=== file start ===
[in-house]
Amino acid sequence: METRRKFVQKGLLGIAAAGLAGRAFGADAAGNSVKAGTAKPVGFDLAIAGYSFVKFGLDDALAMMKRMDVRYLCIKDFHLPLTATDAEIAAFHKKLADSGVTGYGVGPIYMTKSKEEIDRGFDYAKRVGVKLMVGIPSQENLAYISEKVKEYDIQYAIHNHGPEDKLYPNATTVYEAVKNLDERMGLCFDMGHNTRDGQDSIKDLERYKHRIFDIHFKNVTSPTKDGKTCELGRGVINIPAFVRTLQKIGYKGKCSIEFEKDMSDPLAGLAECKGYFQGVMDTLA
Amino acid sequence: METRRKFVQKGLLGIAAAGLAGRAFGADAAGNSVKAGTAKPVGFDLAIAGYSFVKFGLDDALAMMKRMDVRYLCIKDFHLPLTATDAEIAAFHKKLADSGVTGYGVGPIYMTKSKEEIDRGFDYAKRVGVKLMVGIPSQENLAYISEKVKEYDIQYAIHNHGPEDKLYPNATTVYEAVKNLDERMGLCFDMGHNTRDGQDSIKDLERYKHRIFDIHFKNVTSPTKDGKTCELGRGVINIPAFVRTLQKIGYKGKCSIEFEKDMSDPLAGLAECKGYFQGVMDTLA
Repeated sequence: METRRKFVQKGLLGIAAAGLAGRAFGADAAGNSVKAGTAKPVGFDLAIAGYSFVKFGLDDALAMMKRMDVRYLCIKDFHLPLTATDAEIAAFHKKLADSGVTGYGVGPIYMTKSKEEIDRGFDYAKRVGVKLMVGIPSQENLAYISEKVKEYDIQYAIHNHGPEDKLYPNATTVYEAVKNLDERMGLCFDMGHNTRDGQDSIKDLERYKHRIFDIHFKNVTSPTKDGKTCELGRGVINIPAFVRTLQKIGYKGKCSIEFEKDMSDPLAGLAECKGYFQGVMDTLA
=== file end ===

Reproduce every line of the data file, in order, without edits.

[in-house]
Amino acid sequence: METRRKFVQKGLLGIAAAGLAGRAFGADAAGNSVKAGTAKPVGFDLAIAGYSFVKFGLDDALAMMKRMDVRYLCIKDFHLPLTATDAEIAAFHKKLADSGVTGYGVGPIYMTKSKEEIDRGFDYAKRVGVKLMVGIPSQENLAYISEKVKEYDIQYAIHNHGPEDKLYPNATTVYEAVKNLDERMGLCFDMGHNTRDGQDSIKDLERYKHRIFDIHFKNVTSPTKDGKTCELGRGVINIPAFVRTLQKIGYKGKCSIEFEKDMSDPLAGLAECKGYFQGVMDTLA
Amino acid sequence: METRRKFVQKGLLGIAAAGLAGRAFGADAAGNSVKAGTAKPVGFDLAIAGYSFVKFGLDDALAMMKRMDVRYLCIKDFHLPLTATDAEIAAFHKKLADSGVTGYGVGPIYMTKSKEEIDRGFDYAKRVGVKLMVGIPSQENLAYISEKVKEYDIQYAIHNHGPEDKLYPNATTVYEAVKNLDERMGLCFDMGHNTRDGQDSIKDLERYKHRIFDIHFKNVTSPTKDGKTCELGRGVINIPAFVRTLQKIGYKGKCSIEFEKDMSDPLAGLAECKGYFQGVMDTLA
Repeated sequence: METRRKFVQKGLLGIAAAGLAGRAFGADAAGNSVKAGTAKPVGFDLAIAGYSFVKFGLDDALAMMKRMDVRYLCIKDFHLPLTATDAEIAAFHKKLADSGVTGYGVGPIYMTKSKEEIDRGFDYAKRVGVKLMVGIPSQENLAYISEKVKEYDIQYAIHNHGPEDKLYPNATTVYEAVKNLDERMGLCFDMGHNTRDGQDSIKDLERYKHRIFDIHFKNVTSPTKDGKTCELGRGVINIPAFVRTLQKIGYKGKCSIEFEKDMSDPLAGLAECKGYFQGVMDTLA